SEBI orders attachment of Bank and Demat Accounts in order to recover the penalty amount


On February 2, the Securities Exchange Board of India (SEBI), ordered the attachment of bank accounts, mutual funds, and Demat accounts belonging a penalty defaulter to recover the penalty amount for his involvement in a Global Deposit Receipt (GDR), manipulation case. The SEBI imposed a penalty of Rs.50 cr in June 2020. The penalty amount, along with interest and recovery costs, has reached Rs. 50 crore since June 2020. 53.24 million. SEBI also imposed a total fine on the firm of Rs 10.25 Crore and Rs 1 Crore on its chairman, managing director and managing director in connection with the manipulation case.

Further notices from the SEBI also stated that they have ordered the attachment of Demat and bank accounts of two more firms in order to recover a total penalty amounting to Rs1.65 lakh, and Rs5.75 lakh. SEBI also ordered the attachment of bank accounts, demat accounts, and mutual fund holdings of 19 entities. This is in response to certain market regulations being violated. SEBI also requested the attachment of lockers that are in the possession of defaulters.

SEBI also issued guidelines that specifically prohibit debit transactions from being made from accounts. According to the regulator, defaulters may try to avoid paying fines by siphoning money from their Demat accounts into bank accounts. This would delay or block the payment of the fine.

What's the GDR manipulation case?

A GDR manipulation case is the latest news story that has brought out the largest fine collection. Understanding what a Global Deposit Receipt is (GDR) is crucial to understanding this case. GDRs are a type bank certificate that indicates shareholding in foreign companies. The shares are held at a foreign branch or international bank. GDRs are used by private entities to raise foreign currency capital. GDRs can also be traded on open markets by investors.

SEBI discovered that USD 10 million worth of GDRs had been issued by a company in 2010. This was only subscribed to by one entity.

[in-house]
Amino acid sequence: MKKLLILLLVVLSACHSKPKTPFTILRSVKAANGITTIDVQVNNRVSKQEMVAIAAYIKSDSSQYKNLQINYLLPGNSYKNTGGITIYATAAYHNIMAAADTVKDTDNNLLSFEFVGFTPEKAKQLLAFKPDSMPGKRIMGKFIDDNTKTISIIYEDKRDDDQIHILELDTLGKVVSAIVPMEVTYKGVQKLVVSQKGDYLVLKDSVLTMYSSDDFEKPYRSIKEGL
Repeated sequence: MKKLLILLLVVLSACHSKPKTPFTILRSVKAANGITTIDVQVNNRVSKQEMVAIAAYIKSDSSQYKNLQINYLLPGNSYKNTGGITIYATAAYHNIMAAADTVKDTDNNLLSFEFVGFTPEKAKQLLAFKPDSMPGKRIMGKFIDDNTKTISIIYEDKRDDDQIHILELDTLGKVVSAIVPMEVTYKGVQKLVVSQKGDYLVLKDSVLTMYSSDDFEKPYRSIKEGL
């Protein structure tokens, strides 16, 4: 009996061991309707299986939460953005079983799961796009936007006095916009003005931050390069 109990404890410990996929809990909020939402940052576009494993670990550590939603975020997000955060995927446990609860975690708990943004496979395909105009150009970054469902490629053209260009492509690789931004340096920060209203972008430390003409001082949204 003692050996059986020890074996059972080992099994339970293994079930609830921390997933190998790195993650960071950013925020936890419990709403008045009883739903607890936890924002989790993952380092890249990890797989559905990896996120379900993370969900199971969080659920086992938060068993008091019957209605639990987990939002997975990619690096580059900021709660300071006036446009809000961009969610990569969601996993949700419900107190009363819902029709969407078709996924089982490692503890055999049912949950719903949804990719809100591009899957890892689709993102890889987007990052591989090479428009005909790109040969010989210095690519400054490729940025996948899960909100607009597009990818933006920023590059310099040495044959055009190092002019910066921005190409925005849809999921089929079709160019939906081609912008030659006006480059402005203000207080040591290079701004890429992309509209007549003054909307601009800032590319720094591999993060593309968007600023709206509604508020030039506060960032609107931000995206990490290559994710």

To fulfill this obligation, the entity sought a loan from an international bank. This transaction was secured by the company that was issuing the GDR. They pledged their GDR receipts to the loan as collateral.

Moreover, more than 50% of GDR shares were issued without adequate consideration.

This was done to profit from the GDRs being converted into underlying shares by FII's. These shares were then sold on the Indian securities exchange to make a profit of around Rs 18.20 crore.

This move

2013 saw the passing of an ordinance by the government that allowed the SEBI to act as a regulatory body, and to take action against frauds and illicit pool schemes. The ordinance included several amendments that gave the authority to the Chairman of SEBI, to search and seize documents relevant to an investigation.

SEBI was granted the most important power: it was allowed to attach bank accounts and properties, arrest and detain people for not complying with any monetary penalties. There has been considerable concern about how the money collected will be used and if people who were duped by the accused would be entitled to their money back.

Since long, the regulator has wanted to stop fine-paying entities from getting away with it. According to SEBI data, there were 1,677 defaulter entities with penalties exceeding Rs 189 crore as of March 2018. These penalties are still unpaid.

In an effort to ensure that penalties are recovered before they become too severe, the regulator also has a policy of collecting and imposing fines before final judgments are made. The regulator has noticed that the penaltyd parties can create third-party rights to properties and divert money to other accounts while appeals are pending final judgment. This makes it difficult for the regulator and their staff to track the money and recover it.


The Security Exchange Board of India is adept at dealing with defaulters who have been punished by the board for frauds and regulatory violations. The board has over 189 crores in unpaid dues. It is actively seeking defaulters to address the problem and attaching their assets, such as bank accounts, Demat accounts and mutual fund holdings, to recover their penalties. The delay in collecting the fine can make it difficult to recover the penalty. The SEBI can collect the fine from the accused and act according to the judgments. The regulator has issued several notices in recent years to attach assets of defaulters penalised for fraud and illegal pooling.

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